Advertising with us can place you in front of thousands of visitors a day. Learn more!
- Alaska Statutes.
- Title 11. Criminal Law
- Chapter 41. Offenses Against the Person
- Section 300. Kidnapping.
previous: Section 270
. Stalking in the Second Degree.
next: Section 320
. Custodial Interference in the First Degree.
AS 11.41.300. Kidnapping.
- (a) A person commits the crime of kidnapping if
- (1) the person restrains another with intent to
- (A) hold the restrained person for ransom, reward, or other payment;
- (B) use the restrained person as a shield or hostage;
- (C) inflict physical injury upon or sexually assault the restrained person or place the restrained person or a third
person in apprehension that any person will be subjected to serious physical injury or sexual assault;
- (D) interfere with the performance of a governmental or political function;
- (E) facilitate the commission of a felony or flight after commission of a felony;
- (F) commit an offense in violation of AS 11.41.434
- 11.41.438 upon the restrained person or place the
restrained person or a third person in apprehension that a person will be subject to an offense in violation of AS 11.41.434
- 11.41.438; or
- (2) the person restrains another
- (A) by secreting and holding the restrained person in a place where the restrained person is not likely to be found; or
- (B) under circumstances which expose the restrained person to a substantial risk of serious physical injury.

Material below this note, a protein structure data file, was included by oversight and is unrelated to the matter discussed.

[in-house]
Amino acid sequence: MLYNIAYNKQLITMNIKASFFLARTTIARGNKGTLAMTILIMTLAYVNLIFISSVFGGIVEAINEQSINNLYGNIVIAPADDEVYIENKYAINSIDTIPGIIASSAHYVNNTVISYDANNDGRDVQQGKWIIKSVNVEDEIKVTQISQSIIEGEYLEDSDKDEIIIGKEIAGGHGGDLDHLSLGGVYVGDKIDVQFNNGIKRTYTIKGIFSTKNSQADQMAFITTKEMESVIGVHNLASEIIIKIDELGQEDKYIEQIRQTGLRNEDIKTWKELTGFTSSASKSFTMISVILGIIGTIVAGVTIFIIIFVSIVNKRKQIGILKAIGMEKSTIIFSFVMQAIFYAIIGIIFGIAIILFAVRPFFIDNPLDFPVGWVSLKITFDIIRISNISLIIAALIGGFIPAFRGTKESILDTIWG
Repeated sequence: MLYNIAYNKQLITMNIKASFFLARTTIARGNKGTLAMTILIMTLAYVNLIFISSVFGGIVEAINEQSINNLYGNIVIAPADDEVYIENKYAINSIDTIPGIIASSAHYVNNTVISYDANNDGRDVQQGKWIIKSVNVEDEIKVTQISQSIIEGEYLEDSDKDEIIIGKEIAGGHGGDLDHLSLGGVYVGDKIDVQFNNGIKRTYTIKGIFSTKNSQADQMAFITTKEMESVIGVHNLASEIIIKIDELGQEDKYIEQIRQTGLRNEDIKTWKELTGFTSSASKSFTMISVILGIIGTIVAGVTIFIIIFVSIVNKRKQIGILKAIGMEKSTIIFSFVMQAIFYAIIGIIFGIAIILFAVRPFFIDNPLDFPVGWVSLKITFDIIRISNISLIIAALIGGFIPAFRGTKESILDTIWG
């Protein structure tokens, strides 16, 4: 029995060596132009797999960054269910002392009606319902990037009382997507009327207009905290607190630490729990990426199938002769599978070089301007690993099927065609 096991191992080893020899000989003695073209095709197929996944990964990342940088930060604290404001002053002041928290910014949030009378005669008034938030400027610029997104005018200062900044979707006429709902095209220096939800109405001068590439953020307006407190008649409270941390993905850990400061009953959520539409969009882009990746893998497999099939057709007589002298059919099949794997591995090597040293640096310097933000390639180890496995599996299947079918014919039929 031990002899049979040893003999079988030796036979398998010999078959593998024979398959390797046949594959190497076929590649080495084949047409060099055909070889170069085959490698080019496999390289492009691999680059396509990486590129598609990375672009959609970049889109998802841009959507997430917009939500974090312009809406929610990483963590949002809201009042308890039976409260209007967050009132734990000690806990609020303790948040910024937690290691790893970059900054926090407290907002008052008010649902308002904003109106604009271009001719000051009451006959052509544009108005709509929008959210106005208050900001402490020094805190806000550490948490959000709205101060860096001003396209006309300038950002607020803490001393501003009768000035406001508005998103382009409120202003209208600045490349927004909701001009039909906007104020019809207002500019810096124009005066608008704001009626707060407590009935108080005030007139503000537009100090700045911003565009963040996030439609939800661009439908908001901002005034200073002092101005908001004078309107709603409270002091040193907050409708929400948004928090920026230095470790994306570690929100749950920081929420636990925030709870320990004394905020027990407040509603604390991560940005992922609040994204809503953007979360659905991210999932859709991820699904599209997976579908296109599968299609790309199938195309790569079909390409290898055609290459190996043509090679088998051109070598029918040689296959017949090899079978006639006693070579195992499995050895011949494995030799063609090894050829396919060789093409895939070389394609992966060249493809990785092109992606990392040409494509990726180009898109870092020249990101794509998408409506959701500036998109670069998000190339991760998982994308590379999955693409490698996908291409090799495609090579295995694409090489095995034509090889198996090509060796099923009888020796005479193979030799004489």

- (b) In a prosecution under (a)(2)(A) of this section, it is an affirmative defense that
- (1) the defendant was a relative of the victim;
- (2) the victim was a child under 18 years of age or an incompetent person; and
- (3) the primary intent of the defendant was to assume custody of the victim.
- (c) Except as provided in (d) of this section, kidnapping is an unclassified felony and is punishable as provided in AS 12.55.
- (d) In a prosecution for kidnapping, it is an affirmative defense which reduces the crime to a class A felony that the
defendant voluntarily caused the release of the victim alive in a safe place before arrest, or within 24 hours after
arrest, without having caused serious physical injury to the victim and without having engaged in conduct described in
(a), 11.41.420, 11.41.434, or 11.41.436.
All content © 2008 by Touch
N' Go/Bright Solutions, Inc.
Note to HTML Version:
This version of the Alaska Statutes is current through December, 2007. The Alaska Statutes were automatically converted to HTML from a plain text format. Every effort has been made to ensure their accuracy, but this can not be guaranteed. If it is critical that the precise terms of the Alaska Statutes be known, it is recommended that more formal sources be consulted. For statutes adopted after the effective date of these statutes, see, Alaska State Legislature
If any errors are found, please e-mail Touch N' Go systems at E-mail. We
hope you find this information useful.